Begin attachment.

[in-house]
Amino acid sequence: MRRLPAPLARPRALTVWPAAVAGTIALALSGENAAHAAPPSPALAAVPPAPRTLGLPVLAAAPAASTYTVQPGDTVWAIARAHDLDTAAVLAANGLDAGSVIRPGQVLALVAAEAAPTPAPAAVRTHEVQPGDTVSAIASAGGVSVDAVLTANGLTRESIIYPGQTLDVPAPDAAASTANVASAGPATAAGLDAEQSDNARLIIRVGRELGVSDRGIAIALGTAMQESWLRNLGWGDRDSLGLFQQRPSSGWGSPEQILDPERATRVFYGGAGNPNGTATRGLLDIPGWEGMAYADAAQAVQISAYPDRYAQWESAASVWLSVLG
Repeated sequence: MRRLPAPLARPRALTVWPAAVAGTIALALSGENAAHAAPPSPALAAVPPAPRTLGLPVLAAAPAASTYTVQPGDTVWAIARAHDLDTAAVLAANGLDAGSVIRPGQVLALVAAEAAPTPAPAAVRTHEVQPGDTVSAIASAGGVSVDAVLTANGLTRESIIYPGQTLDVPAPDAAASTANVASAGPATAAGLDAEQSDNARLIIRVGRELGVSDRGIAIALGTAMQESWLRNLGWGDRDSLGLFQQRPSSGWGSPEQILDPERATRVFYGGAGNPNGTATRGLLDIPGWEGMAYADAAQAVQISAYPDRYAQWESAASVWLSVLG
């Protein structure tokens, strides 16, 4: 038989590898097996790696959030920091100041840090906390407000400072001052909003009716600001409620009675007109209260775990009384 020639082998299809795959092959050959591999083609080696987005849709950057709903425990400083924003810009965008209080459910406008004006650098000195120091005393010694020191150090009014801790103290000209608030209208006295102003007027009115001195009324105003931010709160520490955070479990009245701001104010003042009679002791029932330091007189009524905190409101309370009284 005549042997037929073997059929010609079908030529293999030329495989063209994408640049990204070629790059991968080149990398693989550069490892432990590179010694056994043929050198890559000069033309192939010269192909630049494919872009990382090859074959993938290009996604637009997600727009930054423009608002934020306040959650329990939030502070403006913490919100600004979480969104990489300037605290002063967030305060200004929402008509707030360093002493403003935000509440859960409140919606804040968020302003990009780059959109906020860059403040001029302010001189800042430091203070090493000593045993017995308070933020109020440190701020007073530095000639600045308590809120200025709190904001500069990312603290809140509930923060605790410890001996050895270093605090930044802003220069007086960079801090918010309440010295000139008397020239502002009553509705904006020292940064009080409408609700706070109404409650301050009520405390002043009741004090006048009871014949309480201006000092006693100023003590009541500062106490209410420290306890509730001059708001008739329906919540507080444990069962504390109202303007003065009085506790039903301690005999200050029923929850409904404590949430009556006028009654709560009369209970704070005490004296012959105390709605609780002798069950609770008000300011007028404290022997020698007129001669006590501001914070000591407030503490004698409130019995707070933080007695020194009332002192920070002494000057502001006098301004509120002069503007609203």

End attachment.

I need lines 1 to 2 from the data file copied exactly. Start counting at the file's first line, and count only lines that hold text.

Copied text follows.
[in-house]
Amino acid sequence: MRRLPAPLARPRALTVWPAAVAGTIALALSGENAAHAAPPSPALAAVPPAPRTLGLPVLAAAPAASTYTVQPGDTVWAIARAHDLDTAAVLAANGLDAGSVIRPGQVLALVAAEAAPTPAPAAVRTHEVQPGDTVSAIASAGGVSVDAVLTANGLTRESIIYPGQTLDVPAPDAAASTANVASAGPATAAGLDAEQSDNARLIIRVGRELGVSDRGIAIALGTAMQESWLRNLGWGDRDSLGLFQQRPSSGWGSPEQILDPERATRVFYGGAGNPNGTATRGLLDIPGWEGMAYADAAQAVQISAYPDRYAQWESAASVWLSVLG